LACK OF SUCCESS ... OR SUPPORT?

Under Barta, Iowa has fired three coaches and declined to renew contracts for five other coaches. Of the six women’s coaches who left under Barta, five were pushed out or fired. Of the 11 men’s coaches who left, three were either fired or had contracts not renewed.

Basketball aside, volleyball and softball are the two highest-profile women’s sports at Iowa, Neither have enjoyed success in Barta’s tenure — for different reasons.

Barta fired volleyball coach Cindy Fredrick after the 2007 season and declined to renew Sharon Dingman’s contract in 2013. Frederick’s final year salary was around $152,000 and Dingman’s was about $126,000. Dingman’s replacement, Bond Shymansky, had a first-year salary of $165,000.

Fredrick and Dingman struggled at Iowa. In 10 years of Big Ten competition, they combined for a 27-175 record. Dingman was 18-102 in six years, including 7-73 in her final four seasons.

But were their problems institutional? Iowa volleyball didn’t have its own practice facility until 2011, which it shares with basketball. Fredrick became head coach at UNLV in 2010 and led her squad to a school-record 26 wins in 2014. Fredrick also was named the Mountain West Conference’s coach of the year. Dingman guided Illinois State to the NCAA tournament in 2007, one season before taking over at Iowa. Last year she directed the University of Chicago to the Division III NCAA tournament.

Shymansky, an Iowa City native, led Georgia Tech and Marquette to the NCAA tournament a combined six times before taking over at Iowa. He lifted Iowa to a 6-14 mark in Big Ten play last year, the team’s best since 2008.

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Softball has taken a significant turn downward under Barta’s watch. Gayle Blevins retired in 2010 as perhaps the school’s greatest women’s coach. In 23 years, she posted a 945-440-3 record with 16 NCAA tournament appearances and four College World Series berths. Blevins remains a fixture in the Iowa City community.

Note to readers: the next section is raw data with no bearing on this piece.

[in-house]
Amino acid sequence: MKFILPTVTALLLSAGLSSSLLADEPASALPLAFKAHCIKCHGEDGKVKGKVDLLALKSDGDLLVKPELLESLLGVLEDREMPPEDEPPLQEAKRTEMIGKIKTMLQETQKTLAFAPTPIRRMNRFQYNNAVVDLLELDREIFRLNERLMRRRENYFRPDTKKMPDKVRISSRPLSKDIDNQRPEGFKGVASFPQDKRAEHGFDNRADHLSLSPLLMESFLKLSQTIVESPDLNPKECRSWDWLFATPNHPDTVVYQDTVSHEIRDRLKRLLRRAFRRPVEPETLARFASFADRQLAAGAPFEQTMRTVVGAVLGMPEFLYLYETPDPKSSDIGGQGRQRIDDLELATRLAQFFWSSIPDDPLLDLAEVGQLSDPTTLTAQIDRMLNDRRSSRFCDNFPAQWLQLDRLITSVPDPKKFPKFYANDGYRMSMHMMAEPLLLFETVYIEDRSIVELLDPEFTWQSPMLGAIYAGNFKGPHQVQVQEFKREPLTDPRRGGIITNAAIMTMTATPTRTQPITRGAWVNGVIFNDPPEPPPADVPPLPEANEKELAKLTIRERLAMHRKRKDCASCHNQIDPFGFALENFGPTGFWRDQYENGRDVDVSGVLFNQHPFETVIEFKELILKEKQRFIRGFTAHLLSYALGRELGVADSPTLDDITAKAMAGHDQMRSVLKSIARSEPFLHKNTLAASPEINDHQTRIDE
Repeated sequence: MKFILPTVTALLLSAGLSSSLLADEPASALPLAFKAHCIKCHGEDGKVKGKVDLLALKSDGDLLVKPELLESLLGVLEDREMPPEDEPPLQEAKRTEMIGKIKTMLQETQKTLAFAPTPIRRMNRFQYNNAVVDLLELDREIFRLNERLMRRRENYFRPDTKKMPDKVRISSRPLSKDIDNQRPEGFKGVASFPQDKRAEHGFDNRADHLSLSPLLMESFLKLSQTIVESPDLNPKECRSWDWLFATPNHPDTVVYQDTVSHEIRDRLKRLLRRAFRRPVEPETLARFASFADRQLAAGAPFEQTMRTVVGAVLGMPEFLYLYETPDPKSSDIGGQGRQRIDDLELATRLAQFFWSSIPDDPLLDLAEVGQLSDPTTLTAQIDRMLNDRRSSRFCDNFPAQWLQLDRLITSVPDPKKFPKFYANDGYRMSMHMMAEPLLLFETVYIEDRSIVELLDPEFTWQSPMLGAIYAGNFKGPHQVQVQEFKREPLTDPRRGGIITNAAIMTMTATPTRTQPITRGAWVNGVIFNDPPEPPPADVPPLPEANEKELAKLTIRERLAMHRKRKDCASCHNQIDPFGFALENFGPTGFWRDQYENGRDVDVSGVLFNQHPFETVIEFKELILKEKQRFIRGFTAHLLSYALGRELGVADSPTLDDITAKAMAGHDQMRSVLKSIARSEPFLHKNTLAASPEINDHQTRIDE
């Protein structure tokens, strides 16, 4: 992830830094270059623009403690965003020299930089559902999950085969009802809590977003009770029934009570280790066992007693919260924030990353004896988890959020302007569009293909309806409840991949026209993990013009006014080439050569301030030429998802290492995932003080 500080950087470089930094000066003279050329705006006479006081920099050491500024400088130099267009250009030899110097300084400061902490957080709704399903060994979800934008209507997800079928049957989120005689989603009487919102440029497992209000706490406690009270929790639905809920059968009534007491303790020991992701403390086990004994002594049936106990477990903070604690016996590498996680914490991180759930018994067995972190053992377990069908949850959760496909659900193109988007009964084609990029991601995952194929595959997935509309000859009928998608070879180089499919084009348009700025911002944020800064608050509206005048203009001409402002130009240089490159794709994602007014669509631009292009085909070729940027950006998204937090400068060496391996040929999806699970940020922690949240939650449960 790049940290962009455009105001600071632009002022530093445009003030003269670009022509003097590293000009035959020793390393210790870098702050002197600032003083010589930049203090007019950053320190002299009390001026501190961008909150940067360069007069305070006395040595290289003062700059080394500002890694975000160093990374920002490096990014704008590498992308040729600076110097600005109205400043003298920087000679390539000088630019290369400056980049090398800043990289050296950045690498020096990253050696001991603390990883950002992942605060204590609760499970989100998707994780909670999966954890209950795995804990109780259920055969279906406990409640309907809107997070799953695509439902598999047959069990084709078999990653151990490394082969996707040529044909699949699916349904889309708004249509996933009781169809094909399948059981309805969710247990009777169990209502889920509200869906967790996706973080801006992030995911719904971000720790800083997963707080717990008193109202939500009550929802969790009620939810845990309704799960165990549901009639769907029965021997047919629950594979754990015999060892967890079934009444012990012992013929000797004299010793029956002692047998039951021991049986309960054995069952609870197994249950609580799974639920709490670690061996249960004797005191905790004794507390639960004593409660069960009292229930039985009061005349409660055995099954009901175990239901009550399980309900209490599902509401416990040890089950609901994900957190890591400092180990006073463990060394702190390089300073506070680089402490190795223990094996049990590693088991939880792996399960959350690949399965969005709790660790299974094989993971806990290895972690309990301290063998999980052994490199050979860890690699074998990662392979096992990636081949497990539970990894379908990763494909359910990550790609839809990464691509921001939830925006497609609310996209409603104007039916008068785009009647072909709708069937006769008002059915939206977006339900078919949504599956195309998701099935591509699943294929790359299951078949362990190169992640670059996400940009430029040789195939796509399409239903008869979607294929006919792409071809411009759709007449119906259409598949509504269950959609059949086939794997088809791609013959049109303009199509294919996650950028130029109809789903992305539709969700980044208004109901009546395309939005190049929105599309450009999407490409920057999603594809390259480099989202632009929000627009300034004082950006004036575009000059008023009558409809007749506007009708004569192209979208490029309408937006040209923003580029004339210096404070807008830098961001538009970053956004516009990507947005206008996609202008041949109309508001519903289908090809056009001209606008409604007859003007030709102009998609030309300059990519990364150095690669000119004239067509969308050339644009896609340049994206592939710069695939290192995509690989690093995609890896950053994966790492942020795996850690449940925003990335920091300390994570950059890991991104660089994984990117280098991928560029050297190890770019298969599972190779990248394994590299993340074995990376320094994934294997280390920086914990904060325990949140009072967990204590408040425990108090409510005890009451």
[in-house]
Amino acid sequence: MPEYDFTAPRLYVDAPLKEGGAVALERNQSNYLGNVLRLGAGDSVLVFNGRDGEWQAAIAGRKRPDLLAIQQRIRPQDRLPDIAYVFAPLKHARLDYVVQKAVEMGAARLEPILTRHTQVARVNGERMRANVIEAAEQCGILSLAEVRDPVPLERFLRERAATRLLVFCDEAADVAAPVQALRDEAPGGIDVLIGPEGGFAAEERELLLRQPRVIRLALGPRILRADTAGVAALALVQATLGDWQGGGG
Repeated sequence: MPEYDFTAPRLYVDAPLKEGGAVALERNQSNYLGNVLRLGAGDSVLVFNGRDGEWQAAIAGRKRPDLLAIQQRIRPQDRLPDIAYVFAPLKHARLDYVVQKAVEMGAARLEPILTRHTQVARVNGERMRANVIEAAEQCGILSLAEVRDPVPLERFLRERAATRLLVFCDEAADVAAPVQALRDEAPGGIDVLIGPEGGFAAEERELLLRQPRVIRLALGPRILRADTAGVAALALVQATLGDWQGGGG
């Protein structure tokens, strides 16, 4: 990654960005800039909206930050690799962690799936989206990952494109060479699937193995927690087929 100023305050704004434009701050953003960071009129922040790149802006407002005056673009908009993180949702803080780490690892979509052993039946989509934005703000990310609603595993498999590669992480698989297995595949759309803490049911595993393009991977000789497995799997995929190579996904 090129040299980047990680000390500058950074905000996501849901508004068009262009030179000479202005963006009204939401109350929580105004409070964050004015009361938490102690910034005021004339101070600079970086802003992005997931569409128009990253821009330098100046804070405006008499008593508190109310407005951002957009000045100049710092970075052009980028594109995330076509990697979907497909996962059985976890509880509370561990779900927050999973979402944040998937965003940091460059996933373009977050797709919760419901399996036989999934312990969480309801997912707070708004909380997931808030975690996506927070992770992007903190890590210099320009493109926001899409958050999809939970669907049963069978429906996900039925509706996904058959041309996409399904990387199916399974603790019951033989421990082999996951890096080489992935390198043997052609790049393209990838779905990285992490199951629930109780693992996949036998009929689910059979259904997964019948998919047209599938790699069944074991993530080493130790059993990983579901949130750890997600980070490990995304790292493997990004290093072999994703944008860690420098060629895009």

“She retired and I pleaded with her not to, and she made that decision,” Barta said.

Blevins’ replacement was Texas assistant Marla Looper. After an 84-74 record (33-34 in Big Ten) through her first three seasons, Looper was given an extension through 2018. In the last two seasons, Iowa softball has notched a 35-70 overall record. Blevins never had a losing season.

When asked if he’s stayed with Looper because of the turmoil with other women’s coaches, Barta remained steadfast in his criteria.

“I’m going to continue to evaluate our program based on ... is this person able to get it done?” Barta said. “Are they still passionate, are their student-athletes still behind them? Have we provided them the resources and facilities and everything else? I gave the extension to Marla. I have no regrets there. We haven’t reached the point we want to reach, but I’m still 100 percent behind her.”

HIRING/FIRING PATTERNS

There remains a pattern of inconsistency. Iowa City native Steve Houghton retired last fall after 33 years as men’s tennis coach. Houghton, a former Iowa player, remains well-liked and respected among his peers and graduated students at a high rate. But over his final 20 seasons, Iowa was 41-150 in Big Ten competition. The Hawkeyes were 1-32 against Big Ten opponents his last three years.

Gymnastics coach Tom Dunn retired in 2010 after 31 years as head coach. In each of his final four seasons, Iowa finished last in the Big Ten. Baseball coach Jack Dahm had two winning seasons in 10 years before his contract was not renewed in 2013. The five women’s coaches who were fired or not retained averaged 8.4 years at Iowa.